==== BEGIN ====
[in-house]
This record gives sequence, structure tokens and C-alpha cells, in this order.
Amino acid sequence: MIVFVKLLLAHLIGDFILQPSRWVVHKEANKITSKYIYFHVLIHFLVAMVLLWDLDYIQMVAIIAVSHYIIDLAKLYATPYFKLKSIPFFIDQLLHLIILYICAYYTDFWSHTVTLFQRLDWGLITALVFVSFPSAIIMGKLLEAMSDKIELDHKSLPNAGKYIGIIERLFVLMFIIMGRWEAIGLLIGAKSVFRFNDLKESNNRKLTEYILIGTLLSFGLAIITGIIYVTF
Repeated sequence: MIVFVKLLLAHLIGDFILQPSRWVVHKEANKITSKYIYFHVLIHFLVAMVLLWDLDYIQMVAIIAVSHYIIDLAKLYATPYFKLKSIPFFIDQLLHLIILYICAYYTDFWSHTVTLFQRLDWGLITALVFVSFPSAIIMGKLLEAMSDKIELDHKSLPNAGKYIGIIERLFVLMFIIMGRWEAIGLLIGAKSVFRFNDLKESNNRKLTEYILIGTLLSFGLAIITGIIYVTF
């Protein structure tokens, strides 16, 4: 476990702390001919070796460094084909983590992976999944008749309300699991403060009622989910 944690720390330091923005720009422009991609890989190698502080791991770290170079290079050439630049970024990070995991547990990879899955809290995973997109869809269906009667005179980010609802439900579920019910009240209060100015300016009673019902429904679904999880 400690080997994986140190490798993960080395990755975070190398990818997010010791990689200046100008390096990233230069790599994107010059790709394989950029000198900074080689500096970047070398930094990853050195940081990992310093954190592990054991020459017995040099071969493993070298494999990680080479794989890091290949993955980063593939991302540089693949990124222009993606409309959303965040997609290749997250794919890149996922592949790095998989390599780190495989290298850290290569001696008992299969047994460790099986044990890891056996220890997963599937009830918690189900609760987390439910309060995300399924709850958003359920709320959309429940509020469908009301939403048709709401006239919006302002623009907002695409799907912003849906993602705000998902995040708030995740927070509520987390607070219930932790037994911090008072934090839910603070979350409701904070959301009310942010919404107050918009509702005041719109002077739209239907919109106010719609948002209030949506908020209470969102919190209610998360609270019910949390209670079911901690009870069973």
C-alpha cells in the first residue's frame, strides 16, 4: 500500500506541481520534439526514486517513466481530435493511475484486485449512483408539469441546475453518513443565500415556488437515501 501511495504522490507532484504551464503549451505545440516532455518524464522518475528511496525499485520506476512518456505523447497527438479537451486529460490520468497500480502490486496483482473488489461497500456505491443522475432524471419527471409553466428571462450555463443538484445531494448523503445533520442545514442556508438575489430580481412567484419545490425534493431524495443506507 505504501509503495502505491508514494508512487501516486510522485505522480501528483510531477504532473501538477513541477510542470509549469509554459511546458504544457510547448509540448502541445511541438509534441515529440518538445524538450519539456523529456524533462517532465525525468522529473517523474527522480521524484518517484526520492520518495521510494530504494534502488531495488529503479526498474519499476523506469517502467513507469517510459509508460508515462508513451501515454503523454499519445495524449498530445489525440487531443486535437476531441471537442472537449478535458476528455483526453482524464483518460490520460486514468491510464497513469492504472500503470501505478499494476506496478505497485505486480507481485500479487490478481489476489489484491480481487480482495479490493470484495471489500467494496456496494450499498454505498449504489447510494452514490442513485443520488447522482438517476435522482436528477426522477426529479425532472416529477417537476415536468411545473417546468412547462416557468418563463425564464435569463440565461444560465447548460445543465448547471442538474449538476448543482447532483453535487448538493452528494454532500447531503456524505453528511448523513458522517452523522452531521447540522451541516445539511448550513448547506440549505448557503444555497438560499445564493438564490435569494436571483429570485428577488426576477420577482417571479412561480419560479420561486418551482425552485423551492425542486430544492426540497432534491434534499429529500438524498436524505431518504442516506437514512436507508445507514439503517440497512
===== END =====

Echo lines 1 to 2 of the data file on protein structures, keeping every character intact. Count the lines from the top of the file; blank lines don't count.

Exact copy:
[in-house]
This record gives sequence, structure tokens and C-alpha cells, in this order.